Emily Bode: It is such a thrill. It is such a thrill to see your work out in the wild, especially like you said, with celebrity. A lot of times our celebrities are buying them, not necessarily through our store. We just opened our flagship in November. We also have e-comm, but they're buying it in England. We have 105 global retailers. So it's interesting to be like, wait, where did they get that? Where did they buy that piece?
Taylor Trudon: You were the first female designer to show at New York Fashion Week Men's, which is amazing. But also when I read that, it surprised me and I was like ... Did that surprise you?
Emily Bode: It's kind of interesting because New York Men's Week hadn't really taken off in that way. And when I got the call from CFDA that they had sponsors and they had support to give us venues and give us lighting company. That was a pretty new idea, you know? And I think that now you see, especially in London, you see so many female menswear designers. And there's always been women in men's wear. I think it was just this idea of a woman who's running a menswear company, solely a men's wear company.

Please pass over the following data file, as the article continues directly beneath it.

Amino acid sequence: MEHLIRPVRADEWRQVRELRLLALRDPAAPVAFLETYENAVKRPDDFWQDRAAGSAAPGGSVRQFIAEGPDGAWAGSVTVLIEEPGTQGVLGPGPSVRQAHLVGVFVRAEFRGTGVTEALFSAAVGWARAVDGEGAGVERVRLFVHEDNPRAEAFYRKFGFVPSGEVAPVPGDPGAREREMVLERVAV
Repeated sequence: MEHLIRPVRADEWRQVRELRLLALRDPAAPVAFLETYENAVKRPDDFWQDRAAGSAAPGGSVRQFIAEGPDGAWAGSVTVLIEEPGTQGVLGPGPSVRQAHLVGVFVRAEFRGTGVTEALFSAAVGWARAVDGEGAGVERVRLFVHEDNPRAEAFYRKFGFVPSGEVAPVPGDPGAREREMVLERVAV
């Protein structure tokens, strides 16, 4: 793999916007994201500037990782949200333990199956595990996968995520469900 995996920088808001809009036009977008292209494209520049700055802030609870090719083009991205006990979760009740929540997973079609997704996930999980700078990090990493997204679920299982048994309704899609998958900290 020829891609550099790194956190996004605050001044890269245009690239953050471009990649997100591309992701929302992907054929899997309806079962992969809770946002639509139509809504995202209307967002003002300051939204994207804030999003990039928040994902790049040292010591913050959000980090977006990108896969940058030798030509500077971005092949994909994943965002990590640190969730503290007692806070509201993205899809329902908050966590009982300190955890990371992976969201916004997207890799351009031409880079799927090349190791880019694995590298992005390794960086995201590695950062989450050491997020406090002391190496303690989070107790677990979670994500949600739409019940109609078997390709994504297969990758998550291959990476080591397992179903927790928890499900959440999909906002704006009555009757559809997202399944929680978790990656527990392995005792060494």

Taylor Trudon: You alluded to this when you said when you were starting out and people had said, "Well, this isn't scalable," which made me think about maybe setbacks that you've experienced as you've grown this company. Can you speak to maybe a specific time where you were really frustrated and want to give up? Or you just were really facing a hurdle that felt impossible to get over and how you did that?
Emily Bode: I think what's the most frustrating, but I don't know how upset you can really get, but what's quite frustrating is you give someone a brief, and especially in all these competitions. You'll give them a brief, you'll give them a business pitch, and at the end of the day, people are going to believe your brand is however they perceive it to be. You could write a whole book on your brand and people will still only believe it to be how they perceive it.
Emily Bode: So the trick is understanding how to change people's perception of what your brand identity is. And when you look at these major companies who have succeeded, it's what the public eye believes the company to be, to stand for. And you can have as much press around that as you want, but at the end of the day, that's just how it works.